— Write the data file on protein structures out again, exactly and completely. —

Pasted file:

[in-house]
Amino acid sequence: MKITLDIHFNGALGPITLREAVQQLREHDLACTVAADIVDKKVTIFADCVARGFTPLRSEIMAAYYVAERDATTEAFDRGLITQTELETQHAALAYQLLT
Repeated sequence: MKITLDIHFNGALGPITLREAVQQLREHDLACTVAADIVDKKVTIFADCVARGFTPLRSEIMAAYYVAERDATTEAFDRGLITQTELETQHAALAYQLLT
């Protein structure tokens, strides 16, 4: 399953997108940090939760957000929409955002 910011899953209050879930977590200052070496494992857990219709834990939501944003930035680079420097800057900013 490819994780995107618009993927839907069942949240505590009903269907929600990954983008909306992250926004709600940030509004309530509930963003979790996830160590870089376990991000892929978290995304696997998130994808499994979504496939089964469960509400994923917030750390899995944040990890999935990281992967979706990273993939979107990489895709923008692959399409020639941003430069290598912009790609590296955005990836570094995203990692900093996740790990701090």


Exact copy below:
[in-house]
Amino acid sequence: MKITLDIHFNGALGPITLREAVQQLREHDLACTVAADIVDKKVTIFADCVARGFTPLRSEIMAAYYVAERDATTEAFDRGLITQTELETQHAALAYQLLT
Repeated sequence: MKITLDIHFNGALGPITLREAVQQLREHDLACTVAADIVDKKVTIFADCVARGFTPLRSEIMAAYYVAERDATTEAFDRGLITQTELETQHAALAYQLLT
């Protein structure tokens, strides 16, 4: 399953997108940090939760957000929409955002 910011899953209050879930977590200052070496494992857990219709834990939501944003930035680079420097800057900013 490819994780995107618009993927839907069942949240505590009903269907929600990954983008909306992250926004709600940030509004309530509930963003979790996830160590870089376990991000892929978290995304696997998130994808499994979504496939089964469960509400994923917030750390899995944040990890999935990281992967979706990273993939979107990489895709923008692959399409020639941003430069290598912009790609590296955005990836570094995203990692900093996740790990701090």